She suggests exposing children to diversity at a much earlier age. “Just as we dichotomize race, we also dichotomize immigration.” She asserts once again that, contrary to popular belief, Mexicans are not the ones immigrating in mass numbers to the US. There are far more Guatemalans, Salvadorans and Hondurans fleeing their countries for fear of violence or to escape extreme poverty.
“We really do lack access to one another,” McIntyre says. She believes that with the right person in place to facilitate productive conversations, we can easily find common ground with different cultures.
Ultimately, it’s not about facts or statistics for McIntyre. “We really have to stop viewing things as black or white, solve for x, one solution only,” she explains “ethics has a place in political discussions and that’s often overlooked.”
McIntyre believes that issues such as immigration must be explored through an ethical lens. Ethical considerations, she explains, are more geared towards solutions that work for the greatest number of people, regardless of nationality, gender, religion, sexual orientation or age. She cites the example of family separation at the border, a practice that horrified people on both sides. McIntyre explains that such a realization is based in ethics.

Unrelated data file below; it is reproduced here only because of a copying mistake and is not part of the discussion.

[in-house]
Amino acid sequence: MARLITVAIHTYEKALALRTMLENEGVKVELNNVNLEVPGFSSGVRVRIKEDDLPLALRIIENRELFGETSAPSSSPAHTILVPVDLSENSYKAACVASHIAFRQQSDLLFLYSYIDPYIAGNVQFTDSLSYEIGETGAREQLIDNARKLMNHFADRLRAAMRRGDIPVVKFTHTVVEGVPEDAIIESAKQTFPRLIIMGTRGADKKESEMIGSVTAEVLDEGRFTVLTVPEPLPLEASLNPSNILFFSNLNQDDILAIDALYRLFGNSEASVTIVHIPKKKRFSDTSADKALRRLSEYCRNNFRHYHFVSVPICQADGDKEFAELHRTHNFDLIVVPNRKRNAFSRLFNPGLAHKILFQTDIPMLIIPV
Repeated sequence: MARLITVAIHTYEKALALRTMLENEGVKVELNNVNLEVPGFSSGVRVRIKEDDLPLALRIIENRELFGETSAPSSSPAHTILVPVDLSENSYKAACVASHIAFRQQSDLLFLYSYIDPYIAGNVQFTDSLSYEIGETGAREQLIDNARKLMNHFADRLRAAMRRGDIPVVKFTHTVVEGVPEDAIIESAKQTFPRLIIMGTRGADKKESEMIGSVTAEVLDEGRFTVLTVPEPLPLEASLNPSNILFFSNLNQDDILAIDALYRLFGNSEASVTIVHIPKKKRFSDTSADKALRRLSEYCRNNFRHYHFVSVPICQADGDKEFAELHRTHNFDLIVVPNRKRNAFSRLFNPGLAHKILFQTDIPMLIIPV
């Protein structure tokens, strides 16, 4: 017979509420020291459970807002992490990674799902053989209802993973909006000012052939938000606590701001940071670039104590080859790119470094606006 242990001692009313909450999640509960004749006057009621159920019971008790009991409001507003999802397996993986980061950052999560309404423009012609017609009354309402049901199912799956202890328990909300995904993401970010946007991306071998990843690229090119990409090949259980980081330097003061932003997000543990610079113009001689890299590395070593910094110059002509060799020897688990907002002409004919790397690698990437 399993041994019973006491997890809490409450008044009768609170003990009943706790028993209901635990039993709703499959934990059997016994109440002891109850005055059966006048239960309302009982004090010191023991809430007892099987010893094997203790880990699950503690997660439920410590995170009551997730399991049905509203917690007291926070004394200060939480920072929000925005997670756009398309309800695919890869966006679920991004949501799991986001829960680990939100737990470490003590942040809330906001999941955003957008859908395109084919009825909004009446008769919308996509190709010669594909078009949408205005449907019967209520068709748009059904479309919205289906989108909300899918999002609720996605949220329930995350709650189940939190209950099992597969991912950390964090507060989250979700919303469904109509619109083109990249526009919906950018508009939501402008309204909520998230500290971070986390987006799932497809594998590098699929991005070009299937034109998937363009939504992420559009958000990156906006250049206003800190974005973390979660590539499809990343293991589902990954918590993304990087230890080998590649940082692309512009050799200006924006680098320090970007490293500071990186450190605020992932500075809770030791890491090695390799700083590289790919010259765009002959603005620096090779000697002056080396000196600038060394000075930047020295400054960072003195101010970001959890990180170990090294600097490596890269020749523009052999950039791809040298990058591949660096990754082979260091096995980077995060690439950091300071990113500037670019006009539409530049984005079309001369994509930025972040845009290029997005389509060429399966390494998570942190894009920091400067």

McIntyre concludes by reminding us that we have the power to combat injustices with civil disobedience.
“In no way am I condoning violence or hate speech, but civil disobedience demonstrates to political leaders that we will not let injustice continue. People are people, and ethics dictates that those with ability to change things for the sake of the greater good must do so.”